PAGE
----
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Wall Street Journal / Biz - Money

Forget the 4% Rule: Rethinking Common Retirement Beliefs

With both stocks and bonds expensive by historic measures, and people having longer retirements, researchers are rethinking some long-held rules to better manage the risk of a market decline while saving for retirement.


By

Anne Tergesen

When saving for retirement, calculate your “number”—the amount you’ll need without running a big risk of depleting your savings. When in retirement, spend no more than 4% of your initial balance, adjusted annually for inflation. And when investing in retirement, start out with a relatively high percentage in riskier assets like stocks and increase your exposure to safer bonds as you age.

These are some long-held rules that most retirement scholars and financial advisers espouse.

But with both stocks and bonds expensive by historic measures, and people having longer retirements, researchers are rethinking these rules to better manage the risk of a market decline.

“Retiring now is pretty dangerous,” says David Blanchett, head of retirement research at Morningstar Inc. “No one knows what will happen in the future, but among those who make forecasts, there is an expectation for lower returns.”

Here, ways in which three retirement-savings tenets are changing:

The 4% rule

Conventional wisdom says you can withdraw 4% from your savings in the first year of retirement and give yourself an annual raise over the next 30 years to keep pace with inflation without a significant risk of going broke.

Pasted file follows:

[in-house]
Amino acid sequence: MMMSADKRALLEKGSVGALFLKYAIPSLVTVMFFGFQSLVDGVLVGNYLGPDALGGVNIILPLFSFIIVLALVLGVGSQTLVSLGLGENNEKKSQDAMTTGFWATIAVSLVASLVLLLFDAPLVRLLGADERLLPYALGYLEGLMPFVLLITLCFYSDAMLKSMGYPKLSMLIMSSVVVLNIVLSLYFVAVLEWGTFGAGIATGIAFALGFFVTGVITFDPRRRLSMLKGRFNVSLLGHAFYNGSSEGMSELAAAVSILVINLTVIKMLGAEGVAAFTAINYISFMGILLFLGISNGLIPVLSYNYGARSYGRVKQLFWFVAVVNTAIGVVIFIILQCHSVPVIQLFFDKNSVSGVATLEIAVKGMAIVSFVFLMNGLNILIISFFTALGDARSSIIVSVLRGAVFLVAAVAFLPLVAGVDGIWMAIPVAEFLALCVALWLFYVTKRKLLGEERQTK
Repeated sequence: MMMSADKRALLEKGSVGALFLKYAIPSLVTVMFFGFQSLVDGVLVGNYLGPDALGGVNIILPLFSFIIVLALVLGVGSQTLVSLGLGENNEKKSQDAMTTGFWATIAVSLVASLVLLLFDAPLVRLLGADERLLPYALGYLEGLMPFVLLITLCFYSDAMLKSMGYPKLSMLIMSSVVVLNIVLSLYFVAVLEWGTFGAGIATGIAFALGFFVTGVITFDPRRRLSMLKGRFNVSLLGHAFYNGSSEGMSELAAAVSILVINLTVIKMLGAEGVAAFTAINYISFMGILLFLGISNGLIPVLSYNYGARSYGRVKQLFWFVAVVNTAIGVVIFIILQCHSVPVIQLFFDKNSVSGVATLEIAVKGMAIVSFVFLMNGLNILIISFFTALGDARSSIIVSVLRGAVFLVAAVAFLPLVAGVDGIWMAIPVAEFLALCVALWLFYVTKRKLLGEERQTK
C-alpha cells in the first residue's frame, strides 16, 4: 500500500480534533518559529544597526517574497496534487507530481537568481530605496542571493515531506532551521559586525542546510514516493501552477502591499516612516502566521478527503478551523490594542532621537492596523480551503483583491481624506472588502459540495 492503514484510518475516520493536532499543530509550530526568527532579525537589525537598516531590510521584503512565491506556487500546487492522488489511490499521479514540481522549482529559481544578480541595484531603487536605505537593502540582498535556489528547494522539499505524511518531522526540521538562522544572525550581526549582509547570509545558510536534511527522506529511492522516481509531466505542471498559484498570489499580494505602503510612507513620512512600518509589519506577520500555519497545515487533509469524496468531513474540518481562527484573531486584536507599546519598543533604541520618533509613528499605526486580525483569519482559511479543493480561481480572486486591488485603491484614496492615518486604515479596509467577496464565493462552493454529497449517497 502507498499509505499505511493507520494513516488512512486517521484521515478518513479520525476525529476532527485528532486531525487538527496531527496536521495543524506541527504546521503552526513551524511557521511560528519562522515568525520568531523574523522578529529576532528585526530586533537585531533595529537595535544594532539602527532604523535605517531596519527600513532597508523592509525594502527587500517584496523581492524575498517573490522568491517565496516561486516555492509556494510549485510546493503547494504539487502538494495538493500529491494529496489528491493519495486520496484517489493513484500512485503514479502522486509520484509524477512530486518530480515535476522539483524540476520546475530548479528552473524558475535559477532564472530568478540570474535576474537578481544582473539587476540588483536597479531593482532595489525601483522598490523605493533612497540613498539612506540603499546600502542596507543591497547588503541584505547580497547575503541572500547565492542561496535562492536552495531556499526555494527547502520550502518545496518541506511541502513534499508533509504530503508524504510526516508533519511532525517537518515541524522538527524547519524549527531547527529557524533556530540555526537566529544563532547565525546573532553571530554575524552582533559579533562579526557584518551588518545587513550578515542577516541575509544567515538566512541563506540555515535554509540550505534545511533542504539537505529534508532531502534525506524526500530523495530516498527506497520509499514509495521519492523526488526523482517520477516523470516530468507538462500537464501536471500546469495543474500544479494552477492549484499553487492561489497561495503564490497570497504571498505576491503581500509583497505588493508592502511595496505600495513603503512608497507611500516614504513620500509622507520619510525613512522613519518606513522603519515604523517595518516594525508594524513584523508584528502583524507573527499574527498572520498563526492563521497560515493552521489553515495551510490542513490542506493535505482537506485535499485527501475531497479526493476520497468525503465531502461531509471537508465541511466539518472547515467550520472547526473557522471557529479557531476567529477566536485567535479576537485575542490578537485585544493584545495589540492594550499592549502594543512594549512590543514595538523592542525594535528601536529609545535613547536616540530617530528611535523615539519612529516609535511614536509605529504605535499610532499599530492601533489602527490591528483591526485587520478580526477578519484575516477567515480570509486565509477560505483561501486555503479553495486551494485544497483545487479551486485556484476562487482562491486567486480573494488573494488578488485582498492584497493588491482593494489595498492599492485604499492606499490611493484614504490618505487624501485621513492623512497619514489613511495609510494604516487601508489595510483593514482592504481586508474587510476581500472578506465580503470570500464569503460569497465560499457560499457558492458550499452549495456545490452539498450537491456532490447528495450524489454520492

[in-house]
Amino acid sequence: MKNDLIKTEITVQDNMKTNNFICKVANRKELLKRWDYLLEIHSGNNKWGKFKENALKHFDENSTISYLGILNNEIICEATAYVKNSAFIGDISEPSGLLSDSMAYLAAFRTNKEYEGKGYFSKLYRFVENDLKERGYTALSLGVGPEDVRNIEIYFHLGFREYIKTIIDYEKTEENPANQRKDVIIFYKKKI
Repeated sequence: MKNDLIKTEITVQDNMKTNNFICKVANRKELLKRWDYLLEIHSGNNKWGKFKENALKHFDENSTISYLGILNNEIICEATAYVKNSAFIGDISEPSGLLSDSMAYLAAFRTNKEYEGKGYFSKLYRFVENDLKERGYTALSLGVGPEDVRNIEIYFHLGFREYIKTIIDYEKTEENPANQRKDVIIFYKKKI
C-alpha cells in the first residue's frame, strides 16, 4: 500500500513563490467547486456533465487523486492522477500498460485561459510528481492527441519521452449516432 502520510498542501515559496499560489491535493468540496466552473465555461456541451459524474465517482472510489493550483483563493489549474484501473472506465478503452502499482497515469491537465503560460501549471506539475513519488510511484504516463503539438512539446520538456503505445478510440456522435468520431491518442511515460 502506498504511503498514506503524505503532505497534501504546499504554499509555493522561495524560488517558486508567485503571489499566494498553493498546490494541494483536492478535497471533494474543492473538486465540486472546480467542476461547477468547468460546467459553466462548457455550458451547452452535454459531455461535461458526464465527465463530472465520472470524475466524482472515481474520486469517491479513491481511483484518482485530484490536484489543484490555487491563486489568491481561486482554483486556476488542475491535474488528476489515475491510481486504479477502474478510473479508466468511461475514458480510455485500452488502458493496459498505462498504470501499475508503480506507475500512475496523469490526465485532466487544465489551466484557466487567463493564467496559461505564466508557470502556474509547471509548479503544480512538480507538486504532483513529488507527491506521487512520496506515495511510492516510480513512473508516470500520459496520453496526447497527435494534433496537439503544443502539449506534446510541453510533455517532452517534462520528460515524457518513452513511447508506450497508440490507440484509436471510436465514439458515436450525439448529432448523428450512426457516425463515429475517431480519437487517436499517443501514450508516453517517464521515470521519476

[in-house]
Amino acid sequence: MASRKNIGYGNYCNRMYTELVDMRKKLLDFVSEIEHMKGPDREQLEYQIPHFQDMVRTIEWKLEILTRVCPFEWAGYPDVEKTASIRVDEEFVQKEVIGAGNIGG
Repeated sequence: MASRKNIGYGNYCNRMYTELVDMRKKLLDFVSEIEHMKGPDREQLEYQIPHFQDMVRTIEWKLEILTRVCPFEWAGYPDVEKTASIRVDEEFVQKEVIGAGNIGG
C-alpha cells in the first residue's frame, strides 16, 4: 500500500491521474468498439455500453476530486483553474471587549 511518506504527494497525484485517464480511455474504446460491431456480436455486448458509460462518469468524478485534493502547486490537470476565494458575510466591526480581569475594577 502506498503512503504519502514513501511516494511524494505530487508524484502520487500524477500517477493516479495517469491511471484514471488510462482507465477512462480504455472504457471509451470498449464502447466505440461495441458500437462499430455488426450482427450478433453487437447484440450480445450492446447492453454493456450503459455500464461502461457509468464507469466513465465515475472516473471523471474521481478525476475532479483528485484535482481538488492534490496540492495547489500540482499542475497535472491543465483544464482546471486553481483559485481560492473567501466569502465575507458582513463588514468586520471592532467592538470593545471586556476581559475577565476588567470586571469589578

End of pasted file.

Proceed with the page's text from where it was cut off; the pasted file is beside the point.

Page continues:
For someone with a $1 million portfolio, the formula produces an initial income of $40,000 and—assuming inflation of 2.5%—an increase to $41,000 in year two.

But in recent years, the rule’s safety has been questioned. While 4% would have worked over every 30-year retirement from 1926 on for an investor with 60% in large-company stocks and 40% in intermediate-term U.S. bonds, it failed in almost half of the simulations researchers recently ran using forecasts of future, rather than past, returns.

As a result, “3% is the new safe withdrawal rate,” says Wade Pfau, a professor at the American College of Financial Services in Bryn Mawr, Pa., who ran the numbers with Mr. Blanchett and Michael Finke, also of the American College.

What should you do if you want—or need—to spend more than 3%?

Consider a dynamic approach, Mr. Blanchett says. Many dynamic strategies set their initial withdrawal rate for a 30-year retirement at about 5%. But they require users to cut spending in a year in which their portfolio loses value.

One simple example calls for forgoing inflation adjustments following any year in which your investments sustain losses. The downside: Inflation-adjusted income is likely to decline over time.

A second method, dubbed “the guardrail approach,” provides more latitude to raise spending.

Say you retire with $1 million in a portfolio with 60% in U.S. and foreign stocks and 40% in bonds and withdraw 5%, or $50,000, in year one. At year-end, you must recalculate your withdrawal amount as a percentage of your new balance. Assuming your portfolio declines 20% to $800,000, your $50,000 withdrawal—plus an annual adjustment for inflation—now represents more than 6% of your new $800,000 balance.